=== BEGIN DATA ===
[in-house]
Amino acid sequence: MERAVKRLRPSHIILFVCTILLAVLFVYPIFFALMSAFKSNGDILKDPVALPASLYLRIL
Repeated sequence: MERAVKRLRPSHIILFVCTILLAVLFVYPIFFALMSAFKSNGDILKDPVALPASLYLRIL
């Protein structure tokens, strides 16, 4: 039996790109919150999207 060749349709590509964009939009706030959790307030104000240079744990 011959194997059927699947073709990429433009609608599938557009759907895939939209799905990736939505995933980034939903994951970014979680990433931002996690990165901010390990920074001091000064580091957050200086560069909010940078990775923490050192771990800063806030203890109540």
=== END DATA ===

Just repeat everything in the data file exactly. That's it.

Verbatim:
[in-house]
Amino acid sequence: MERAVKRLRPSHIILFVCTILLAVLFVYPIFFALMSAFKSNGDILKDPVALPASLYLRIL
Repeated sequence: MERAVKRLRPSHIILFVCTILLAVLFVYPIFFALMSAFKSNGDILKDPVALPASLYLRIL
């Protein structure tokens, strides 16, 4: 039996790109919150999207 060749349709590509964009939009706030959790307030104000240079744990 011959194997059927699947073709990429433009609608599938557009759907895939939209799905990736939505995933980034939903994951970014979680990433931002996690990165901010390990920074001091000064580091957050200086560069909010940078990775923490050192771990800063806030203890109540």